Author: Donovan C. Chau, Army War College (U.S.).
Chau, Donovan C. and Army War College (U.S.), . 2007. Political warfare in sub-Saharan Africa: U.S. capabilities and Chinese operations in Ethiopia, Kenya, Nigeria, and South Africa. Carlisle Barracks, PA: Strategic Studies Institute, U.S. Army War College.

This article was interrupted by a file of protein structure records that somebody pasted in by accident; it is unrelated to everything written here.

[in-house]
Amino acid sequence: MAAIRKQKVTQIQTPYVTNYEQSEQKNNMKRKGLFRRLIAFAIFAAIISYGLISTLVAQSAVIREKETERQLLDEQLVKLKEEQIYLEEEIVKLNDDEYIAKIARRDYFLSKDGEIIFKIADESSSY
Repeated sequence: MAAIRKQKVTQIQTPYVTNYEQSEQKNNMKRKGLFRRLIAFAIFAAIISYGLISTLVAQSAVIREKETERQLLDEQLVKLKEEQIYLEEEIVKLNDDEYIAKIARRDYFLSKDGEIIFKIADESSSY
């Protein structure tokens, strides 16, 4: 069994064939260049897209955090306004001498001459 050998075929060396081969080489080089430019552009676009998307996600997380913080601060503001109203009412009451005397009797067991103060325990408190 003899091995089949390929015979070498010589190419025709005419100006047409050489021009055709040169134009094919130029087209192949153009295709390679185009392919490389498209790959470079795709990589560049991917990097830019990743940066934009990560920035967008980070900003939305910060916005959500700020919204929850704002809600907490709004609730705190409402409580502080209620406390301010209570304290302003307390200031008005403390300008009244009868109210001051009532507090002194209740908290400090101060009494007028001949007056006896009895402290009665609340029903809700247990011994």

Today, as in the past, the People's Republic of China (PRC) exerts influence on the African continent. Unlike the United States, which also attempts to sway African nations and people, the PRC uses an instrument of grand strategy called political warfare as its primary means of influence. What is political warfare, and how is it being employed in Africa today? How do U.S. capabilities compare to PRC operations and capabilities in Africa? This monograph answers these and other questions to inform the current national security debate among U.S. policy and decision makers. For while the struggle against international terrorism will continue indefinitely, the U.S. Government must not overlook other grand strategic challenges currently taking place around the world. The monograph explains political warfare in its historic context and offers a current definition. Simply, political warfare is a nonviolent instrument of grand strategy, involves coordinated activities, and results in tangible effects on intended targets. In operational terms, political warfare includes economic aid and development assistance, as well as training, equipping, and arming military and security forces. Exchange visits and public pronouncements are secondary political warfare operations, supporting and facilitating primary operations. Political warfare offers distinct advantages over other instruments of grand strategy, making it a desirable means of exerting influence. Vis-a-vis other instruments -- particularly military power -- political warfare is economical. Moreover, political warfare may potentially garner its wielder prestige and a positive reputation around the world. Ethiopia, Kenya, Nigeria, and South Africa are considered regional anchor states according to U.S. national security policy. Since 2000, the PRC has expanded political warfare operations in these four countries. This monograph presents case studies of PRC political warfare operations in these nations.